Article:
Russian-Latvian project “Glocalisation for life-quality improvement in rural communities and small towns” was developed and implemented by the Latvian Platform for Development Cooperation (LAPAS) and the Russian NGO “Arkhangelsk Centre of social technologies “Garant” in 2019-2020.

The project focused on the glocalisation methodology, its integration into community development processes in Russia and Latvia and its further dissemination in both countries. The term “glocalisation” was introduced in the 1990-s by sociologist Roland Robertson who wanted to point out that globalisation and localisation exist simultaneously. Glocalisation is a social process connecting global issues with the everyday life of local communities. Its goal is to specify such a scenario of globalisation on the local level, that will preserve and enhance the local identity and uniqueness.

For over 7 years the Arkhangelsk Centre “Garant” has been working with small towns and rural areas in Arkhangelsk region, providing training to local activists and leaders and support in raising civic activism and development of local projects. However, the team of “Garant” looked for the instrument to help local communities to integrate the global agenda into community activities and community development processes, to inform local residents about the Sustainable Development Goals, to link the local processes with global ones.

The group of Latvian experts developed the methodology of glocalisation for NGOs and community leaders to link local and global agendas in 2015 together with Lithuanian and Estonian partners. The methodology is an informational and training instrument and can be used as a handout for leading discussions about globalization and its connection with the local agenda.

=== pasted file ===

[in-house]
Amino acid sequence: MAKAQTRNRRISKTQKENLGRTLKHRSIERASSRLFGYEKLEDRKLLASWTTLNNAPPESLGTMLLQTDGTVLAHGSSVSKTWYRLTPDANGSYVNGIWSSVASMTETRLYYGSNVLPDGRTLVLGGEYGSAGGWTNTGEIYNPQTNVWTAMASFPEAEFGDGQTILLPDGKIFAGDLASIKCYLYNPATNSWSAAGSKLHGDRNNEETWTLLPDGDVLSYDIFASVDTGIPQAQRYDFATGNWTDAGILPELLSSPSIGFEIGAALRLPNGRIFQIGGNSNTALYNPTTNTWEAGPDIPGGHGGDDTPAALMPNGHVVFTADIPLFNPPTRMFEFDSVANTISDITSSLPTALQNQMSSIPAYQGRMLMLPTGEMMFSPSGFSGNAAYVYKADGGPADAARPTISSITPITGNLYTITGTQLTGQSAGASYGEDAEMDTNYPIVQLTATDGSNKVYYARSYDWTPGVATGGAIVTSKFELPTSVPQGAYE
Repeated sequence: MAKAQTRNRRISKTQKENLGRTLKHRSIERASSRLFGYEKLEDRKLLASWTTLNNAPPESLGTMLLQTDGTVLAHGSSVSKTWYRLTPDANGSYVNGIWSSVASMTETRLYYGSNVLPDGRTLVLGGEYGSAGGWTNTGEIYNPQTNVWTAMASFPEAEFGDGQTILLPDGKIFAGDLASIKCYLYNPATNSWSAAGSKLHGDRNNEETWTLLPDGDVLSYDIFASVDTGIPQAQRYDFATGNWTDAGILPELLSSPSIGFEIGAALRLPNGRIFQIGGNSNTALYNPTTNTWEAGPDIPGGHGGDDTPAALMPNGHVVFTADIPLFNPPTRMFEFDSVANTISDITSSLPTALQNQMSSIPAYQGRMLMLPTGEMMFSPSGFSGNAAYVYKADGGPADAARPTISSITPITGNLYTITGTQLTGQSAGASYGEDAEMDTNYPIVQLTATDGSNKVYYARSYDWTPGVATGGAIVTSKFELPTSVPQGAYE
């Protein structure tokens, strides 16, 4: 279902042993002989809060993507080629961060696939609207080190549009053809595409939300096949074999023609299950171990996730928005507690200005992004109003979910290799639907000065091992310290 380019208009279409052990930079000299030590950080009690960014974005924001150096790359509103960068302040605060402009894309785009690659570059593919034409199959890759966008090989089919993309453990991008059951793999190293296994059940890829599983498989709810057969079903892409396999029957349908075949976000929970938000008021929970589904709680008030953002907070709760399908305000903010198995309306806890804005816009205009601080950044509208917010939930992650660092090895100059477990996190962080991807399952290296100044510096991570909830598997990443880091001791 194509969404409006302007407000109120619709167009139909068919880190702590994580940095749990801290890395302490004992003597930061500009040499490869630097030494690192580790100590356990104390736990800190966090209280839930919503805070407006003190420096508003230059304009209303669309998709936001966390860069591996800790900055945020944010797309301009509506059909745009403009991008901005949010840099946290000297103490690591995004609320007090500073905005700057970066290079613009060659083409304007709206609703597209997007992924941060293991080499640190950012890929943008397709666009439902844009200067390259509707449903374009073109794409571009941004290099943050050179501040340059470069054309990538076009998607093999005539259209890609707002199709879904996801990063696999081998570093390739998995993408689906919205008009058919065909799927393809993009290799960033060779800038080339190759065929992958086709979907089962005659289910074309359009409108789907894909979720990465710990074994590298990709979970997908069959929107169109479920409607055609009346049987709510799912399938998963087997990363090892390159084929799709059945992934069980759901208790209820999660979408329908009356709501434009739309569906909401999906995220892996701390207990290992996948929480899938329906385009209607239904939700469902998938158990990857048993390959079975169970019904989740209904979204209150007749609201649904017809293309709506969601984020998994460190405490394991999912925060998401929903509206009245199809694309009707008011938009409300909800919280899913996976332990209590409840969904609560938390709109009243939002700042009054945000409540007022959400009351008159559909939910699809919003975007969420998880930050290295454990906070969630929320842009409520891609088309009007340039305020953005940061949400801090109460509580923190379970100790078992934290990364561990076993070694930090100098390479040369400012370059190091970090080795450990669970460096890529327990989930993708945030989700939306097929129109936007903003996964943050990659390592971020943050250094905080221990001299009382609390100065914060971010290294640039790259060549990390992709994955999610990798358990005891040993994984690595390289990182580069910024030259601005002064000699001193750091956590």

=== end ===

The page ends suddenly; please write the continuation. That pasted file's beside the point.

Development and implementation of the joint project “Glocalisation for life-quality improvement in rural communities and small towns” enabled to transfer of the Baltic experience of usage of the glocalisation methodology to Arkhangelsk, Novosibirsk and Tyumen regions.

The project working group was implemented by a group of experts from Russian and Latvia, including representatives of the NGOs, university, business and local administrations.

2-3 December 2019 the seminar “Glocalisation – the way to sustainable development of local communities” for community leaders and activists, specialists of NGOs and local administrations was conducted in Arkhangelsk. The project team selected the participants who conduct training and consulting activities in the communities and who could engage residents in the further discussion of the 17 Sustainable Development Goals, glocalisation concept and its meaning for local and global communities. The seminar was conducted by the experts from Lapas: Inese Vaivare, and Ausma Pastore. Ausma had been working with Arkhangelsk region municipalities since 2016, got to know the local experts’ community and mentality of the Northern people.

After the seminar in Arkhangelsk, the participants collected the practices of glocalisation in their communities. Besides, they organised meetings and consultations with local stakeholders and key opinion leaders and workshops with active residents to discuss global and local agendas, the 17 SDGs and how “to think globally and act locally”.

The project Experts’ group developed the guidelines on the glocalisation methodology for community leaders and groups to improve the understanding of glocalisation processes and their importance for community development work. The guidelines consist of the description of the methodology and practical instruments of engagement of residents in discussions on glocalisation processes and the guidelines give ten examples of glocalisation – 10 best practices from Arkhangelsk, Novosibirsk and Tyumen regions. The guidelines were presented by the project team on local seminars and webinars for NGOs and local community foundations. The first draft of the guidelines is here.

The guidelines will be finalized during the study trip and seminar in Riga in 2021, aimed at exchange of experience of glocalization among Russian, Latvian, Lithuanian and Estonian experts.